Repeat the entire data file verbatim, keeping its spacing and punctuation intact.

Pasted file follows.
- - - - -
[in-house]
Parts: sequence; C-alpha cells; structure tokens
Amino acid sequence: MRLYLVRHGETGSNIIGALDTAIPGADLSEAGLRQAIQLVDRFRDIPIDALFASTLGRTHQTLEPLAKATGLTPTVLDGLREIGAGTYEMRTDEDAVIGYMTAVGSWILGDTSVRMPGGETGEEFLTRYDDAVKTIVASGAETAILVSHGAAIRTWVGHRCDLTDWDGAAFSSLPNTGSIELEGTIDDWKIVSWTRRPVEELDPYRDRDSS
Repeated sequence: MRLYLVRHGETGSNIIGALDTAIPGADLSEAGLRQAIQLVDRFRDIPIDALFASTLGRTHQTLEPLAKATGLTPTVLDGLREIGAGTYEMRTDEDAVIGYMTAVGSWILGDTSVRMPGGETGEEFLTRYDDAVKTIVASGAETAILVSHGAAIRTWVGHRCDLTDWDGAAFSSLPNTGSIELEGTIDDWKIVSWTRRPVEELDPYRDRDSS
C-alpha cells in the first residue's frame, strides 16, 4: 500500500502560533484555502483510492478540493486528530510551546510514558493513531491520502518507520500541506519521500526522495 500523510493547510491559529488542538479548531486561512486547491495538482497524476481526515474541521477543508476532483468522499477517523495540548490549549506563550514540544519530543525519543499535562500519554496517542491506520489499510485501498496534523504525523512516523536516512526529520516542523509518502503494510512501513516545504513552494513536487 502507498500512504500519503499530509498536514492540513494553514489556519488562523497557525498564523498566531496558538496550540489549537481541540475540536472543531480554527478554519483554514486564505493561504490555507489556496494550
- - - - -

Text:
[in-house]
Parts: sequence; C-alpha cells; structure tokens
Amino acid sequence: MRLYLVRHGETGSNIIGALDTAIPGADLSEAGLRQAIQLVDRFRDIPIDALFASTLGRTHQTLEPLAKATGLTPTVLDGLREIGAGTYEMRTDEDAVIGYMTAVGSWILGDTSVRMPGGETGEEFLTRYDDAVKTIVASGAETAILVSHGAAIRTWVGHRCDLTDWDGAAFSSLPNTGSIELEGTIDDWKIVSWTRRPVEELDPYRDRDSS
Repeated sequence: MRLYLVRHGETGSNIIGALDTAIPGADLSEAGLRQAIQLVDRFRDIPIDALFASTLGRTHQTLEPLAKATGLTPTVLDGLREIGAGTYEMRTDEDAVIGYMTAVGSWILGDTSVRMPGGETGEEFLTRYDDAVKTIVASGAETAILVSHGAAIRTWVGHRCDLTDWDGAAFSSLPNTGSIELEGTIDDWKIVSWTRRPVEELDPYRDRDSS
C-alpha cells in the first residue's frame, strides 16, 4: 500500500502560533484555502483510492478540493486528530510551546510514558493513531491520502518507520500541506519521500526522495 500523510493547510491559529488542538479548531486561512486547491495538482497524476481526515474541521477543508476532483468522499477517523495540548490549549506563550514540544519530543525519543499535562500519554496517542491506520489499510485501498496534523504525523512516523536516512526529520516542523509518502503494510512501513516545504513552494513536487 502507498500512504500519503499530509498536514492540513494553514489556519488562523497557525498564523498566531496558538496550540489549537481541540475540536472543531480554527478554519483554514486564505493561504490555507489556496494550